My two friends, Cale and John Lee, with whom I visited Porto and spent some time tooling around Lisbon, invited me to join them in Grenada, Spain after they decided I couldn’t possibly annoy them any more than I already did.
Not knowing anything at all about Grenada, I looked up their national anthem first (as of course we all do before visiting a new culture). I edited it for brevity and with just some slight changes):
Hello Muddah, hello Faddah, here I am in, the city of Grenada!
Spain is very entertaining, and they say we’ll have some fun if it stops raining.
I went hiking with Cale and John Lee, the many sights were fun to see.
I won’t remember most of them though, because my retinas are burned from the Flamenco show.
Flying in coach ain’t for sissies, especially if your legs are longer than most missies.
All the Spanish hate Americans, until we offer, Sangria from our jericans!
Just kidding, they love no one better. Muddah, Faddah kindly disregard this letter!
With apologies to Allan Sherman, who most of you probably have never heard of, but that from was a famous song of his from 1963, when I was only 34.
Grenada is a town in the southern part of Spain with a population of about a quarter million. It is perhaps most famous for the Alhambra, which is a Moorish citadel and palace. It was a key (and last) fortress during the Muslim occupation of the Iberian Peninsula, when they marched up from Africa to expand their empire. They were finally thrown out in 1492, at which point the Spanish decided to celebrate by sending Christopher Columbus off the edge of the earth. Everyone hated Columbus, so they were hoping he’d just fall off and go away. When that didn’t happen, they sent Amerigo Vespucci to map the land and name it after someone other than Columbus. I’m glad he used his first name, I’m not sure I’d want to be called a Vespuccian.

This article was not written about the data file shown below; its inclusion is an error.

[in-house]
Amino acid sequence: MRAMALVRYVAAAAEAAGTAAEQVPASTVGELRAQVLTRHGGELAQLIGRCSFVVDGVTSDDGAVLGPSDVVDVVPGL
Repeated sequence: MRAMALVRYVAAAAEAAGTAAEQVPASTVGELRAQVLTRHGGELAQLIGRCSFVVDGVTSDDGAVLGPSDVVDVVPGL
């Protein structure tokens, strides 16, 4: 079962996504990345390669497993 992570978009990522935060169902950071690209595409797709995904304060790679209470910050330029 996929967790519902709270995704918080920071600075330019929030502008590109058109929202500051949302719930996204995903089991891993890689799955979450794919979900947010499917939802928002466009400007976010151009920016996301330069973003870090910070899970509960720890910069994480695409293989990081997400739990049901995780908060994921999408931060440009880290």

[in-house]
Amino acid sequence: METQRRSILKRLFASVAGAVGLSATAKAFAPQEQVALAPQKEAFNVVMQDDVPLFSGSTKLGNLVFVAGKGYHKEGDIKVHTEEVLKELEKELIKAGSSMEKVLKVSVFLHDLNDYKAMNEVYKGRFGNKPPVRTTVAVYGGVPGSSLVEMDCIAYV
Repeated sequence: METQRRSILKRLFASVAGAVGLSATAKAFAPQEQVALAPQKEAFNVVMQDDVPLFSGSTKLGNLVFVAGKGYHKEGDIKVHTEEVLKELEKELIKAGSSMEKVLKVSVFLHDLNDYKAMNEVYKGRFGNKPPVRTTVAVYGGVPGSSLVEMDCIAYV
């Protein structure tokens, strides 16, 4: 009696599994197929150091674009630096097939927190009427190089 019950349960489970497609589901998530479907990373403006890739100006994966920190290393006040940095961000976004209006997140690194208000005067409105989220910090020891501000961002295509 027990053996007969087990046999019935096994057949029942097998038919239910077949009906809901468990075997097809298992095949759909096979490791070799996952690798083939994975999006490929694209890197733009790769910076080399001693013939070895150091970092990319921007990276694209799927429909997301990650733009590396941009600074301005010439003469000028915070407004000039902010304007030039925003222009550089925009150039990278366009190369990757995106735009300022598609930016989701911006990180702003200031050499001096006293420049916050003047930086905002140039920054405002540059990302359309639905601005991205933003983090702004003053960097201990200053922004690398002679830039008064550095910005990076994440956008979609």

One of the things we of course had to do was go see a flamenco show.
It was purple.
Actually, it was interesting to observe the gypsy influence on the dance. The presentation felt as if we were sneaking a peek into a gypsy camp. Or maybe it was just that the woman looked like a gypsy, truly.
She provided the bulk of the entertainment as far as I’m concerned (they also had a singer who shouted his words at the top of his lungs, a pretty good guitar player, and a male dancer). This flamenco-stomping grandmother’s facial expressions were priceless. I am not kidding when I say she often made the exact same face as this one from Carolyn. I mean, the exact same expression. Except she was homely, and Carolyn is anything but. We weren’t allowed to take pictures until the end, my guess is they enforce that because by then she’s too tired to continue making faces.
It seems the point of flamenco is to stomp as hard on the floor as you possibly can. My guess is that the dance originated in poorer areas where there were lots of cockroaches. The winner was whoever stomped the most cockroaches.
Now it’s a dance. We really expected something more akin to the picture to the right, but maybe they just humor grandma every so often.
Anyway, we still had a good time, but next time I’m going to want a preview of the dancers. The man was pretty good, and it was all rather charming, but it wasn’t quite what I expected. The one we went to was called the best show in town. I’d hate to see the facial expressions of the lesser ones.
The Alhrambra was definitely the highlight of the visit (aside from the delightful company of my companions of course). It’s a vast complex with many beautiful gardens and awesome architecture. I’m always impressed with what they were able to build way back when without any technology.
Just to keep things simple, a slide show of the best of Alhambra is below this 3D image of the place. We’re the little dots on top of the tower looking at the view of a giant leather handbag.
We enlisted the aid of a tour guide to take us around the town. She wasn’t particularly good, but we did learn some things along the way, little of which I remember, partly because she was a little hard to understand, plus she kept mispronounciating all sorts of words.